These incidents are not just humorous. They illustrate problems that have already been identified in federal report after federal report: ambiguous lines of authority; excessive data mining; inaccurate or incomplete information; unclear relationships with the military and the private sector; and mission creep. The vast majority of SARs targeted subjects based on commonplace activities. Thousands of dossiers of suspicion are filled with Muslim lobbyists, death penalty activists, motorcyclists, and misplaced fishermen.

How much we are paying to collect these tens of thousands of fused together suspicions is not entirely clear. Estimates run from $300 million to $1.4 billion a year and tend to be interwoven through larger agency budgets without the clearest of demarcations. This is also true regarding line-item budget lines for the fusion centers whose expenses can be tracked. The San Diego fusion center’s 2012 budget line item described as “open source intelligence” turned out to be the purchase of 55 flat screen televisions.

The physical location of fusion centers is very hard to find. Digging around in my home state of California, here’s what I found. At least 25 states, per the 2014 report, contain only one fusion center responsible for the entire state. But California has a cornucopia, with fusion center activities documented in Silverado (Orange County), Norwalk (Los Angeles Metro), McClellan (Sacramento), Mather (Tuolumne County), San Diego, and in San Francisco’s federal building.

Even though the street addresses of the fusion centers can generally be found online, that does not mean that one can just take a stroll over and see what is being done to protect us. In 2014, interested in paying a visit to the Northern California Regional Intelligence Center (NCRIC), located on the 14th floor of San Francisco’s Federal building, I called 13 times and e-mailed 17 times in four months to inquire how to visit the fusion center as a journalist. There was never a reply. The only time a telephone call was answered, the startled employee said he did not know, indicated he would transfer me to someone who did, promptly disconnected the call, and then declined to answer the return call. Hence, the information in this article about my hometown fusion center is exclusively what could be gleaned from the NCRIC website.

NCRIC is located on the 14th floor of the federal building at 450 Golden Gate Avenue in San Francisco. Unlike many of the fusion centers, it has a detailed website filled with information, much of which is directed toward the private sector with which NCRIC is eager to partner. Among other things, the website features an extensive calendar of courses, making the fusion center a veritable new school of surveillance-related workshops. Courses available during the summer of 2014 included: Emergency Response to Domestic Biological Incidents; Information Cultivation and Management in Dublin via the California Association of Narcotics Officers; Electronic Surveillance (wiretapping); Investigations in Eureka via the Drug Endangered Children Training Center; Terrorism Liaison Officers (TLO) Advanced—Sovereign Citizen Extremism, an Emerging Threat; Medical Marijuana from the Streets to the Dispensaries; Search Warrants A–Z; and Homemade Explosives and IEDs.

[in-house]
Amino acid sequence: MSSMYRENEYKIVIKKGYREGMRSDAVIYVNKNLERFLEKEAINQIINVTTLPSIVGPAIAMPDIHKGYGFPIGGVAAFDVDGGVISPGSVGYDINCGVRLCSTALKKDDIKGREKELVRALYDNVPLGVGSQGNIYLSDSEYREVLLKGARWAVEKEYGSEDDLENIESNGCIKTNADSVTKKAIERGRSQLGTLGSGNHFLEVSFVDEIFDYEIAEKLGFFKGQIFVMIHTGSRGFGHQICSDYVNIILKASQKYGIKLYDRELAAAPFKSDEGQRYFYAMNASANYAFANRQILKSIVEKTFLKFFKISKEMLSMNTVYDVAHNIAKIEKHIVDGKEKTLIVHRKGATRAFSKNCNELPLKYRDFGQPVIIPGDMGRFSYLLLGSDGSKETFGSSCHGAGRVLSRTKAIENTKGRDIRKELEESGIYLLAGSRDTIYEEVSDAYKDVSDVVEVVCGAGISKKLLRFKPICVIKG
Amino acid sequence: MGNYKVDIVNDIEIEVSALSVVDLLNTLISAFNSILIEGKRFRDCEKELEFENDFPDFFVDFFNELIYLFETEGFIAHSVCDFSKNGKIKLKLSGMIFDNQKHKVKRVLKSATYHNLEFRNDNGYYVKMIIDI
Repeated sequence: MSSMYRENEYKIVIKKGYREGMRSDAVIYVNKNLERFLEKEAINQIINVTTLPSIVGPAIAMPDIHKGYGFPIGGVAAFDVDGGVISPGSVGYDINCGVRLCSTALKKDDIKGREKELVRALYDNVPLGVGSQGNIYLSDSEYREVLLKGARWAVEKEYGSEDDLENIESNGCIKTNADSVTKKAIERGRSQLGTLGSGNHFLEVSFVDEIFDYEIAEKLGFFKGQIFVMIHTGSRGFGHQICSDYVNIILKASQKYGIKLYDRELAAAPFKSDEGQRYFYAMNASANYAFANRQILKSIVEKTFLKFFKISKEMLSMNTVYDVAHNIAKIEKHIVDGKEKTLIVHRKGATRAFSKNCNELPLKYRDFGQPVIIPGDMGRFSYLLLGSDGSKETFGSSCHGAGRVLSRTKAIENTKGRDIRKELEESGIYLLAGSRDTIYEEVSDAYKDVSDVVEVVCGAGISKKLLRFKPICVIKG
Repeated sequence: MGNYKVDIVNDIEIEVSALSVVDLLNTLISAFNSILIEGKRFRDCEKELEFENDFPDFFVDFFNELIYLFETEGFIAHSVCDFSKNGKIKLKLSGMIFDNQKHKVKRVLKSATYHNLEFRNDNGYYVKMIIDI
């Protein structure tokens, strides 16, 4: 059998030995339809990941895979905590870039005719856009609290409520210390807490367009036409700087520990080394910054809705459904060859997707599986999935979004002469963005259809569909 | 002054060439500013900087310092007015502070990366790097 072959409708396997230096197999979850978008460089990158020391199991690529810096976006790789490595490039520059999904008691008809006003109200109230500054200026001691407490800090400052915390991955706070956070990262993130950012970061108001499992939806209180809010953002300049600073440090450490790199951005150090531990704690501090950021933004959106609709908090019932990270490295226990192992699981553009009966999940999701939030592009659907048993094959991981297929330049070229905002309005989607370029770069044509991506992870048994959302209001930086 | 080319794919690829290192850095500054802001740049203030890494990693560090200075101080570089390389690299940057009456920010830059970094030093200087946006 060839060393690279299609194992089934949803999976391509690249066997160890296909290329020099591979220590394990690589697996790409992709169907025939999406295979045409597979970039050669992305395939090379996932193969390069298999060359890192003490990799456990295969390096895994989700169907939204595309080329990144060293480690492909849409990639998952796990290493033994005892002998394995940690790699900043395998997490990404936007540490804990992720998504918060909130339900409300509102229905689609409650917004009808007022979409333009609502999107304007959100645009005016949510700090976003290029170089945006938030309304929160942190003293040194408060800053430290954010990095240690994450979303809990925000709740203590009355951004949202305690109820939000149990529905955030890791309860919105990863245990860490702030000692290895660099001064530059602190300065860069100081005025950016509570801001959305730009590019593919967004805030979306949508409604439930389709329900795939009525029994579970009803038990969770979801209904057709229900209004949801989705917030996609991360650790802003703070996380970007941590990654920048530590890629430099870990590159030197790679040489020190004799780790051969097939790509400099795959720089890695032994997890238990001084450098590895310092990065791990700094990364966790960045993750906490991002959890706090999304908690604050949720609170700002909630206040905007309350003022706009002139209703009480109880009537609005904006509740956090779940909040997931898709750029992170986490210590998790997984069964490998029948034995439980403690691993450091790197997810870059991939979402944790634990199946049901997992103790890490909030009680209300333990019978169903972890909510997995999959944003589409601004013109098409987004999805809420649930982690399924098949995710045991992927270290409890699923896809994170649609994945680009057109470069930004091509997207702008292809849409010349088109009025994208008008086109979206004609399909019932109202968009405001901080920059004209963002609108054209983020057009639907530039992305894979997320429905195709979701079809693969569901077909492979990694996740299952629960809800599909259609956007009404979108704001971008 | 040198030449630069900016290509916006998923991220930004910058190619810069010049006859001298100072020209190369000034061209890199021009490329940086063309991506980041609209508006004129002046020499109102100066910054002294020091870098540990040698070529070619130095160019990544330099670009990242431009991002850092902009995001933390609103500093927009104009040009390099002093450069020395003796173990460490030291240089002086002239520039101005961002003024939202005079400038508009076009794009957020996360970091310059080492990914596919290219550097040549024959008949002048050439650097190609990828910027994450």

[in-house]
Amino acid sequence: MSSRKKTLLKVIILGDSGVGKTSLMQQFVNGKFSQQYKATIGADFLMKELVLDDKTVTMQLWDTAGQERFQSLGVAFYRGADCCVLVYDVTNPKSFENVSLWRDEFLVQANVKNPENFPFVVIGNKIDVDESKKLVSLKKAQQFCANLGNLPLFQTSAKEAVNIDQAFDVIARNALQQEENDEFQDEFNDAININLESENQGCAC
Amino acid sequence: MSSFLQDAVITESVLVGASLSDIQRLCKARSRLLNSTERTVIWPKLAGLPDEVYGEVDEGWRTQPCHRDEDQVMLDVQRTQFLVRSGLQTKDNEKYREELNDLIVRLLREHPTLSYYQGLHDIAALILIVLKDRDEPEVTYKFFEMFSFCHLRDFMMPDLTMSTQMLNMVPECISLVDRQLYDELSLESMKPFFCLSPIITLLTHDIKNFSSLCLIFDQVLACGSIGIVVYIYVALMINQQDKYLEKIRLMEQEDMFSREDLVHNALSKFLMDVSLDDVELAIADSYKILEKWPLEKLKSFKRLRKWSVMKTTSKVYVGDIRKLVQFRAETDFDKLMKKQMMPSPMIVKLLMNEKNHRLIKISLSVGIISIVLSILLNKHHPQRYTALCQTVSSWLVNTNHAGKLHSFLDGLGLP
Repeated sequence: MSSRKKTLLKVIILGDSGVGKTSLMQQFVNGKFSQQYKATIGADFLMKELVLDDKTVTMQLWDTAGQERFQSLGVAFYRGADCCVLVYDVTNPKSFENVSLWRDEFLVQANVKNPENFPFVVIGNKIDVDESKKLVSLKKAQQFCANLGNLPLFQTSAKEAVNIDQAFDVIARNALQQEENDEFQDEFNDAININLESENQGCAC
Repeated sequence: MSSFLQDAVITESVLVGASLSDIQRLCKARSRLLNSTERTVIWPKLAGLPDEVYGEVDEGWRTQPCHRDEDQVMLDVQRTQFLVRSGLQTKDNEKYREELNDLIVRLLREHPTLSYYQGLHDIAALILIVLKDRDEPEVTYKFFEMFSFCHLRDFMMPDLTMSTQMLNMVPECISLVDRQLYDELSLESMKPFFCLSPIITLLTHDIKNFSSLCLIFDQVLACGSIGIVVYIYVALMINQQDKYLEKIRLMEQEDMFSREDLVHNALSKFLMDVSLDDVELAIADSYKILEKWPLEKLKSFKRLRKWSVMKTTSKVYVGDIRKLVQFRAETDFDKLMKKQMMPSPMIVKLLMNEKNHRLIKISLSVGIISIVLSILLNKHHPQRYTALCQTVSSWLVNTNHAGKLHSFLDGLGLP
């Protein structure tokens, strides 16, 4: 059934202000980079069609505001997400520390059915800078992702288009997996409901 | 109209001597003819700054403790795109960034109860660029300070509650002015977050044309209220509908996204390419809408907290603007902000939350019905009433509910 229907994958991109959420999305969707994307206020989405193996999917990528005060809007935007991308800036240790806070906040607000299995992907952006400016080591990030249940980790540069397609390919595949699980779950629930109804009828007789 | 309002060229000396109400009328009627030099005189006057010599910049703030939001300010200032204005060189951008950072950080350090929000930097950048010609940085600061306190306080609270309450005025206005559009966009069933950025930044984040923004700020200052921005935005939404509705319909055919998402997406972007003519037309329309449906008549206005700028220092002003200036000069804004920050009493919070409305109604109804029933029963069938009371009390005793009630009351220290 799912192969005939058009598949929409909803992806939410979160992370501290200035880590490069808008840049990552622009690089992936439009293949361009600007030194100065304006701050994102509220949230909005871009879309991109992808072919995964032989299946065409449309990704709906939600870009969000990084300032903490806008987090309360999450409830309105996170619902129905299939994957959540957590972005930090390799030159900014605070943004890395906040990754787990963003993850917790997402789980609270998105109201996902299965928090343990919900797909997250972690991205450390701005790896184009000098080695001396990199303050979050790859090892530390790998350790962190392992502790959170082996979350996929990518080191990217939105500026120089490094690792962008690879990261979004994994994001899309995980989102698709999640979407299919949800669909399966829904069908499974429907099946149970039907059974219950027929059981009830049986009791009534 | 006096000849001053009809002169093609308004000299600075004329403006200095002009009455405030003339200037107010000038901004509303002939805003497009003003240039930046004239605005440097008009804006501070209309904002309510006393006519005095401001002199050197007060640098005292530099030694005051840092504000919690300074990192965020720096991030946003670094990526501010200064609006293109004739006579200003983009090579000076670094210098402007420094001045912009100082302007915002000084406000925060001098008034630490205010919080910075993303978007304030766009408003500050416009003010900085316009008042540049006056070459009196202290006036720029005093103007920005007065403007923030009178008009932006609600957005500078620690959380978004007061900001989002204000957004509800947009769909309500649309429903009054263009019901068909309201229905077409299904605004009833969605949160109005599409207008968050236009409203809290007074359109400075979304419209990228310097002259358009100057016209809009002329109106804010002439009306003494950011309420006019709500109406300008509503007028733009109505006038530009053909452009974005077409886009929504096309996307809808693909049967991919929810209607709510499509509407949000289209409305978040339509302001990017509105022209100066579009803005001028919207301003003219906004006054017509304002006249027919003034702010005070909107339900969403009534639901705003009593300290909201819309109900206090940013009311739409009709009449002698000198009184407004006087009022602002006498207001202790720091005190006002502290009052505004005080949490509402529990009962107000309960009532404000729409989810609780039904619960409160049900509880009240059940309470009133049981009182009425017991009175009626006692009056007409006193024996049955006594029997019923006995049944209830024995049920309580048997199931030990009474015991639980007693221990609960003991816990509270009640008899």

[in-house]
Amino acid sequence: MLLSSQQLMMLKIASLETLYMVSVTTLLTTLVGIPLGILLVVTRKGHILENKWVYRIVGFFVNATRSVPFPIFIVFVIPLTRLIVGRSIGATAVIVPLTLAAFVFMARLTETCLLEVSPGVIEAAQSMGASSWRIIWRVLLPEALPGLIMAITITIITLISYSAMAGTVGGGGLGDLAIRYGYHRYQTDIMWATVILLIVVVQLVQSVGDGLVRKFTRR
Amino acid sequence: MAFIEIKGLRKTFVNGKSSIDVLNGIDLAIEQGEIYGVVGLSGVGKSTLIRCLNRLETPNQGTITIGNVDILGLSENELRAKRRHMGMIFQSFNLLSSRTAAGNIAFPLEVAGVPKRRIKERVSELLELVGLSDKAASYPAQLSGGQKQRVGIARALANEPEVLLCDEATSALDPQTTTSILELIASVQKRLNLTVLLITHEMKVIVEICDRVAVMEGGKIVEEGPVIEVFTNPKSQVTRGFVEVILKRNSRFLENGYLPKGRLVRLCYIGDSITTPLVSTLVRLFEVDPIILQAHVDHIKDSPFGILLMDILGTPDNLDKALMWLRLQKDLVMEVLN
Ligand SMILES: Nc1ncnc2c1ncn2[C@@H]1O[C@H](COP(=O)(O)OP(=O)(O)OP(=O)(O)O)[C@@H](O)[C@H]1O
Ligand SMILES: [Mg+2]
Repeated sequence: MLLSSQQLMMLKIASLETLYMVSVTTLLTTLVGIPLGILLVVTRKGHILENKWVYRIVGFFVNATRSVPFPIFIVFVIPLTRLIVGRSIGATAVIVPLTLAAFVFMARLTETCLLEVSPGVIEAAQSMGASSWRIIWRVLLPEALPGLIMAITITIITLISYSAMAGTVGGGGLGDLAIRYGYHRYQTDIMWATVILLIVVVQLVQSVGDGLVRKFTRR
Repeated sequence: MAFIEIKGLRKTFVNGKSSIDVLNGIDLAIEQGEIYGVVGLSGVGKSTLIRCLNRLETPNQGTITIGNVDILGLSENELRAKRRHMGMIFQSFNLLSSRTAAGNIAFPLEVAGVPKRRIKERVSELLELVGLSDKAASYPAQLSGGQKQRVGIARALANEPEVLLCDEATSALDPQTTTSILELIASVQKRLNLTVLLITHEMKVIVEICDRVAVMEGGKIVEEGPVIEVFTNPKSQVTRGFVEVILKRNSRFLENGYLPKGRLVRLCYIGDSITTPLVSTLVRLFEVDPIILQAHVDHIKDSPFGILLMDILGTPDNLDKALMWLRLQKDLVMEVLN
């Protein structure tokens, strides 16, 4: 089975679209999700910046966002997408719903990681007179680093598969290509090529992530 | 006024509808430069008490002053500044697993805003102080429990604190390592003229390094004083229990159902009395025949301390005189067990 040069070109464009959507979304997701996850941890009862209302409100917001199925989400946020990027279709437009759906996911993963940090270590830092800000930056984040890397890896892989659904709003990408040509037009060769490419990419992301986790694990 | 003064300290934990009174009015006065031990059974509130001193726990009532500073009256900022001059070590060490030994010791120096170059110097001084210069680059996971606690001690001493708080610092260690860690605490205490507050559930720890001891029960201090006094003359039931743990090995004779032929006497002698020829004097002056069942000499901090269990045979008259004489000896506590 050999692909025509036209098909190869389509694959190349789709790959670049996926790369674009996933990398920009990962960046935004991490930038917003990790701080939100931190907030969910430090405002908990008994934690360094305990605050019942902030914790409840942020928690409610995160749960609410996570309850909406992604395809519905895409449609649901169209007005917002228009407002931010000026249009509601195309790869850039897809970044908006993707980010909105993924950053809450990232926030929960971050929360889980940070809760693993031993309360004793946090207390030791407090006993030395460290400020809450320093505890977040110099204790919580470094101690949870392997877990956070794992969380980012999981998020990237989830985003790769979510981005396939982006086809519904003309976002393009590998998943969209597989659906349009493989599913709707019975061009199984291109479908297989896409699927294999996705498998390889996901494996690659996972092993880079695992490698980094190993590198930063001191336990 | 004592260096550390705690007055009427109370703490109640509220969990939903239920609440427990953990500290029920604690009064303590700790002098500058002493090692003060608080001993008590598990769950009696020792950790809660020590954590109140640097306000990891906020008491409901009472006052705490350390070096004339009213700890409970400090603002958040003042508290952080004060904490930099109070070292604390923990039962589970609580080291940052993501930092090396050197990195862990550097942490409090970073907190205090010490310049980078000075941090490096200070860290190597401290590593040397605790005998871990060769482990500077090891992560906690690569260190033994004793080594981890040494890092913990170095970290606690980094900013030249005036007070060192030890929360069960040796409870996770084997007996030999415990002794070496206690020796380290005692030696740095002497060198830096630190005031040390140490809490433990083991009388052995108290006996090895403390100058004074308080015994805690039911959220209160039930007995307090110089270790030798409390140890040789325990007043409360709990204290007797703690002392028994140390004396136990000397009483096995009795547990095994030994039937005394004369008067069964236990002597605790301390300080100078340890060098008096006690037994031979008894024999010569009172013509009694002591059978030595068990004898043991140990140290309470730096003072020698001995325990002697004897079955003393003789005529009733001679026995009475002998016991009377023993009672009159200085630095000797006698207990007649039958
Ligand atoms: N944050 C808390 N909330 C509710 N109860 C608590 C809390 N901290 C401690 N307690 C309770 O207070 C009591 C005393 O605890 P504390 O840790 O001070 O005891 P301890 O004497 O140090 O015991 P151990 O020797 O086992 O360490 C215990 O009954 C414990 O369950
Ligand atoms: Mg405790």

The private sector program, noted by NCRIC as being one of the most progressive in the nation, is open to owners or employees with management, supervisory, or analytical responsibility related to personal or physical safety, technology security, emergency management, business continuity, or resiliency in 15 different industries, who join the “National Homeland Security Information Network” (HSIN). By inviting the private sector so enthusiastically into the business of government surveillance, NCRIC not only further muddies the jurisdictional boundaries of everyone involved, but creates the same sort of expanded private sector marketplace that the flow of re-purposed military equipment into local police departments has generated for the military industrial complex.

Fusion centers defeat the very idea of government oversight of law enforcement. By bringing so many agencies together in one soupy stew, the network of fusion centers ensures that no single set of existing regulatory codes applies, essentially throwing overboard years of brakes put on law enforcement to prevent abuses. After all, what rule exactly applies to both the Federal Bureau of Investigation and the San Jose Fire Department, not to mention DuPont Industries? The fusion centers, working with data from all three, can pick the set of rules via policy-shopping that best lets them do what they want to do.

It’s always been an important part of the American mythic world, if not the real one, that this is a country where we can “start fresh,” shake off the shackles of the past, be it a previous country or a miserable childhood, and reinvent ourselves as the person we always wanted to be. The mass incarceration system, however, with its disproportionate sentencing, racial profiling, and three strikes laws, has always starkly undermined the myth that where we start out does not have much to do with where we end up. As it has grown in scale and acquired bigger and better tools including significant chunks of the military arsenal, we are wise to remember that freedom can never include a permanent ankle bracelet detailing every foible to a bureaucrat in a badly lit room thousands of miles away. The fusion of our public and private selves is an amplification of the fusion of the invading army of conquest with neighborhood beat cops on patrol. There are no more boundaries between the two.


Tracy Rosenberg has been Media Alliance’s Executive Director since 2007. She has organized and advocated for a free, accountable, and accessible communications system for two decades and blogs on media policy for many outlets across the country. Reprinted from Peace Review (April-June 2016), a journal of social justice.